Random Sh!t

10 Bill Murray Movies You Should Have Watched Already

Bill Murray took the dramatic plunge far earlier than many realize, starring in The Razor’s Edge in 1984. The movie flopped, and Murray stuck to what many felt that he did best: comedy. It wasn’t until Murray was directed by a younger generation of filmmakers, such as Wes Anderson and Sofia Coppola, that we saw his serious side really come to the fore. Both comedy classics and dramatic gold appear in this top 10 list of Bill Murray’s best movies.

Quick Change (1990)

Bill Murray’s first, and as yet only, time behind the camera (sharing directing credits with Howard Franklin). It may not be a movie that has made quite the impact as others on this list, but Murray puts in a great performance in this black comedy about three amateur crooks trying to flee the country after a bank job.

What About Bob? (1991)

The casting of Murray may have seemed slightly odd – a needy psychiatric patient would have perhaps more obviously lent itself to a Woody Allen or Nicholas Cage type. Murray, however, rose to the occasion, tamping down the hipness and allowing his character’s neuroses to come through.

Stripes (1981)

Murray’s insouciant, unkempt persona made this something of a no-brainer in a movie set in the strictest of all environments: the army. Besides that, it never hurts a movie when it also features John Candy.

Caddyshack (1980)

Murray’s mumbling, shambling groundskeeper, with an obsession to remove a gopher from the links, is ’80s comedy gold. It’s also a lesson in improvisation. Caddyshack also features Ted Knight and Chevy Chase, of course.

Zombieland (2009)

It was a surprise when Murrary decided to play himself in this film about a zombie apocalypse. Murray appears alongside Woody Harrelson and Emma Stone, who both visit his house to escape a zombie epidemic. He appears dressed as a zombie when he lets the two leads take refuge in his home, where they have a great time playing Ghostbusters and generally have fun.

The Jungle Book (2016)

Murray has performed a lot of voice roles in the latter part of his career. His best work was in Jon Favreau’s Jungle Book. As Baloo the bear, Murray steals the show, which is saying something considering Christopher Walken was among his co-stars.

Kingpin (1996)

Another project where Woody Harrelson took the lead, but where Murray stole the show. Bill plays the bad guy to great effect in this Farrelly brothers comedy. The role was intended for Jim Carrey, but Murray made the role his own, and now it’s impossible to imagine anyone else as Ernie McCracken; even Carrey.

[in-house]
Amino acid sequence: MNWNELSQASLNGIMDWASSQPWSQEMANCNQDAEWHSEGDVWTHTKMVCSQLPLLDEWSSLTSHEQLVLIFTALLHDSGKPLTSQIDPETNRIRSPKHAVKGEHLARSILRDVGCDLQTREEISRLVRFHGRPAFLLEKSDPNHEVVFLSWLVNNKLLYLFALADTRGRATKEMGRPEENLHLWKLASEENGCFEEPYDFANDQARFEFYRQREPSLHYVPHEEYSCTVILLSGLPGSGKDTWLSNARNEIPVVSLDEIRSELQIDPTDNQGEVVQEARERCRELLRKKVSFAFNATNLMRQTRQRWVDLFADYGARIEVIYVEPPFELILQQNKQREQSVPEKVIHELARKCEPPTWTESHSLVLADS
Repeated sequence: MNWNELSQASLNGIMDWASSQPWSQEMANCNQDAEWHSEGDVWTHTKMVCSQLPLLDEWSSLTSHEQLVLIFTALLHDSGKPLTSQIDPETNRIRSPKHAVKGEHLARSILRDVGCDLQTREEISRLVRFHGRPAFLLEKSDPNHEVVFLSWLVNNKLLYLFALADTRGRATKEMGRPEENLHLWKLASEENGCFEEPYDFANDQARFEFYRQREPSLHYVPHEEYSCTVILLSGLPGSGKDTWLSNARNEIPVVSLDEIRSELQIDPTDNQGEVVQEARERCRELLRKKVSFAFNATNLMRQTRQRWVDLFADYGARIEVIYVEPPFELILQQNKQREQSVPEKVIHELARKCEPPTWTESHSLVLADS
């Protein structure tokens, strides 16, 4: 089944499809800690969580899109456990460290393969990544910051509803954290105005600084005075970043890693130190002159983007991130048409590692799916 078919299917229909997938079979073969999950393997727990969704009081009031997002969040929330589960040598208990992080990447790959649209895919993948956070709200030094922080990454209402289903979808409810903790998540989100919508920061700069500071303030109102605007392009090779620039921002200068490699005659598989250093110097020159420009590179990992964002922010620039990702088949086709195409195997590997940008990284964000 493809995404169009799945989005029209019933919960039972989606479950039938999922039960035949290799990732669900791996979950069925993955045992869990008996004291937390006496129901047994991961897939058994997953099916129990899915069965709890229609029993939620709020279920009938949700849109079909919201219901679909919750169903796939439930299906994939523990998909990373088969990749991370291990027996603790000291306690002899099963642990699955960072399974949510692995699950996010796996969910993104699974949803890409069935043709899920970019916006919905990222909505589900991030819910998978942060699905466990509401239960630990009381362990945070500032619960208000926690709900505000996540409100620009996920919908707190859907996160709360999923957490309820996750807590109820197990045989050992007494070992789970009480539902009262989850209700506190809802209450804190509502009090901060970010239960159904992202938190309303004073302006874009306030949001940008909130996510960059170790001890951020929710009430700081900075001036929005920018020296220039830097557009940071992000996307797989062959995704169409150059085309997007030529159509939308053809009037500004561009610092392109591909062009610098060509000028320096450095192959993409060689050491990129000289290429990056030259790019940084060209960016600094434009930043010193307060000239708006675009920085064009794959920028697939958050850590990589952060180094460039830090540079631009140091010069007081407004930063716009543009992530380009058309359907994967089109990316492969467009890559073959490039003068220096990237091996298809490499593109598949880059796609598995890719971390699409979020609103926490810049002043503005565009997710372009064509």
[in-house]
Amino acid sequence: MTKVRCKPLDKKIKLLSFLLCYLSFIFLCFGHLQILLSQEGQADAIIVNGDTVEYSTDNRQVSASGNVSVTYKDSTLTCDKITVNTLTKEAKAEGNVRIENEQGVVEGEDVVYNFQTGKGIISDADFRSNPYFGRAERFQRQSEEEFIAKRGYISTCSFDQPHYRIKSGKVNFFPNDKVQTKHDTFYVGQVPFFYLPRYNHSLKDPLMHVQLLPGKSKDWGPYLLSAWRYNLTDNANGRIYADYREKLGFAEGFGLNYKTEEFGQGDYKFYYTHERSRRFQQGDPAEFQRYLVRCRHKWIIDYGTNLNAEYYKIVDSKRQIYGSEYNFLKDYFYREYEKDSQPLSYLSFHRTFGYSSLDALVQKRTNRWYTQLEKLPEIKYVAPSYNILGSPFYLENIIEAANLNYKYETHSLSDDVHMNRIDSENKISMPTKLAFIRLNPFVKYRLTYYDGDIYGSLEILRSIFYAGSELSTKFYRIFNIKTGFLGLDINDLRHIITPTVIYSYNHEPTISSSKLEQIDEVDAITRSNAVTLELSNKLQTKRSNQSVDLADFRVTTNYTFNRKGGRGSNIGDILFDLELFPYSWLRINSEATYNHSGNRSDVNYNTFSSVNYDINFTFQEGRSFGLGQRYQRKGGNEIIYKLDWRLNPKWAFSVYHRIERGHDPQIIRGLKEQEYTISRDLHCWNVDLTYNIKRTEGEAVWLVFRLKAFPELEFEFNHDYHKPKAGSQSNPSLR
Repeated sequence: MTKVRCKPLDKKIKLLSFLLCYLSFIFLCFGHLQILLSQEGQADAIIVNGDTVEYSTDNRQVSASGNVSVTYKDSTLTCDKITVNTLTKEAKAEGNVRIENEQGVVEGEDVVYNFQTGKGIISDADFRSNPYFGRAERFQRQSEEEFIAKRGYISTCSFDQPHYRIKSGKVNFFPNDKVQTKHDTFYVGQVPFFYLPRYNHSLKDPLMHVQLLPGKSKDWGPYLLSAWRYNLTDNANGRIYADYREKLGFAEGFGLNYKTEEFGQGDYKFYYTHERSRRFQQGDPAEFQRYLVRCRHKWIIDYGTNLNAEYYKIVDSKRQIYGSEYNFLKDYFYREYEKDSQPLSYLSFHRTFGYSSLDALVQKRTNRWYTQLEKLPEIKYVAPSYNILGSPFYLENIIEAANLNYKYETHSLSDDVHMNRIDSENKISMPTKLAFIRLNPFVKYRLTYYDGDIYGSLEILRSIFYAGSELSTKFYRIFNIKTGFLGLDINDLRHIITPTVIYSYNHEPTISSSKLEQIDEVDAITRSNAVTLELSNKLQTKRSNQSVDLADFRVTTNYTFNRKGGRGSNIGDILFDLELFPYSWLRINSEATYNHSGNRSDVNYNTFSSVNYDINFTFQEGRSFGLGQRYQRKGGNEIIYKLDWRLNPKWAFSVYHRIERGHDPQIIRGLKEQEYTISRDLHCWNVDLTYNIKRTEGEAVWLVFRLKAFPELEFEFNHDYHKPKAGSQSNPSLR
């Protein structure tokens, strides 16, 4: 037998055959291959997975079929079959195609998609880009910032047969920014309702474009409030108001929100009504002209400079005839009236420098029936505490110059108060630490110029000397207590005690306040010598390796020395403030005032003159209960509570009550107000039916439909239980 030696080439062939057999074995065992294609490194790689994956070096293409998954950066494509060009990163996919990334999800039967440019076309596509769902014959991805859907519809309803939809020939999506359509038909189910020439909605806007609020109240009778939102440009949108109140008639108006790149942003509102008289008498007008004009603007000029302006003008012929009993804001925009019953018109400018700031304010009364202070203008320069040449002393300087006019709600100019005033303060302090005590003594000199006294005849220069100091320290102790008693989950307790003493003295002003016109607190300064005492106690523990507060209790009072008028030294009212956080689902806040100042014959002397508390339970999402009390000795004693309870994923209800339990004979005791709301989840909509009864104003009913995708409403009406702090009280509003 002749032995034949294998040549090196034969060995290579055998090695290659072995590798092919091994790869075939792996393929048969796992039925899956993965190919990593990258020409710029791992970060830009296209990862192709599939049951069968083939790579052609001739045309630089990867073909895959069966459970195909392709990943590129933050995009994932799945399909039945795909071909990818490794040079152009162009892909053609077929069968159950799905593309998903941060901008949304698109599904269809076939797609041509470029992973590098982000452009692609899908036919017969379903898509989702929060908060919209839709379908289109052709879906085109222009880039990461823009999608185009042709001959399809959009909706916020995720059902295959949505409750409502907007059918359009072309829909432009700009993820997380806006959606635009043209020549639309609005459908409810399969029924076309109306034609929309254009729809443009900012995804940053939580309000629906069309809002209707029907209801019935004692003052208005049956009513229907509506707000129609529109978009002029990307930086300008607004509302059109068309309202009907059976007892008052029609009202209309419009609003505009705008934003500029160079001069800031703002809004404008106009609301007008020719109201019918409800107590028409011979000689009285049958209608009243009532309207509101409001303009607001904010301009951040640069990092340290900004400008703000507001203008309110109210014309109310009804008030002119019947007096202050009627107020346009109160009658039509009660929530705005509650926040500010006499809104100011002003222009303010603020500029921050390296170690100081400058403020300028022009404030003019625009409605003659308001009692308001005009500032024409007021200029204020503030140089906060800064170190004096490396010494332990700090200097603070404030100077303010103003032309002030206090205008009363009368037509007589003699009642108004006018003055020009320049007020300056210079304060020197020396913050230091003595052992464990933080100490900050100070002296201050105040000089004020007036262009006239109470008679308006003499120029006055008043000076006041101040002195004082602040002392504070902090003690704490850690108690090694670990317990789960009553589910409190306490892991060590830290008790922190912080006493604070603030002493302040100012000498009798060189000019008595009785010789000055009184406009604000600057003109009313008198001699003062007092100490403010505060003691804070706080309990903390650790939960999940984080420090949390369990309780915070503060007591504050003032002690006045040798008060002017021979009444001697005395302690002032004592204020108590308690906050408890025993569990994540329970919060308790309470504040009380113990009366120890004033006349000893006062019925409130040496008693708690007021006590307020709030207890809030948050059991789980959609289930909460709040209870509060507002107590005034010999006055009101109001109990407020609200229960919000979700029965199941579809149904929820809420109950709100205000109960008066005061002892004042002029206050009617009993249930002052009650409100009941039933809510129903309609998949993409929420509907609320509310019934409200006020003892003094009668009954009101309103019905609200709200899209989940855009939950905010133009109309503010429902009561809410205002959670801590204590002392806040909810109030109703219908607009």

Ghostbusters (1984)

This supernatural comedy also featured fellow comedy greats Rick Moranis and Dan Akroyd, but it’s Murray’s performance that many remember in this timeless classic. Ghostbusters spawned a sequel, an all-female remake, an animated series, and countless pieces of merchandise, including action figures, mugs, and t-shirts. There have also been a number of video games such as Sanctum of Slime (2011), Paranormal Blats (2012), and even a Ghostbusters slot. Slot themes have become popular, particularly with movies, and it isn’t difficult to see why. After all, if we like the movie, there’s every chance we’ll also like the game.

Lost in Translation (2003)

This is the story of two Americans from very different demographics—a young female (Scarlett Johansson) and a much-older male (Murray)—mingling lives in Tokyo. Murray is seen here sharpening his dramatic teeth to the fullest, showing his character’s cynicism with moments of an emotional resurgence.

Scrooged (1988)

Murray plays the boorish, arrogant, and selfish TV exec, Frank Cross. While wildly rich and successful, he’s hollow on the inside. Of course, three ghosts pay him a visit to show him the error of his ways. Murray does what he does best and plays the iconic role for laughs.

What’s your favorite Bill Murray film? Let us know in the comments below!

Related Articles

Back to top button
Close
Close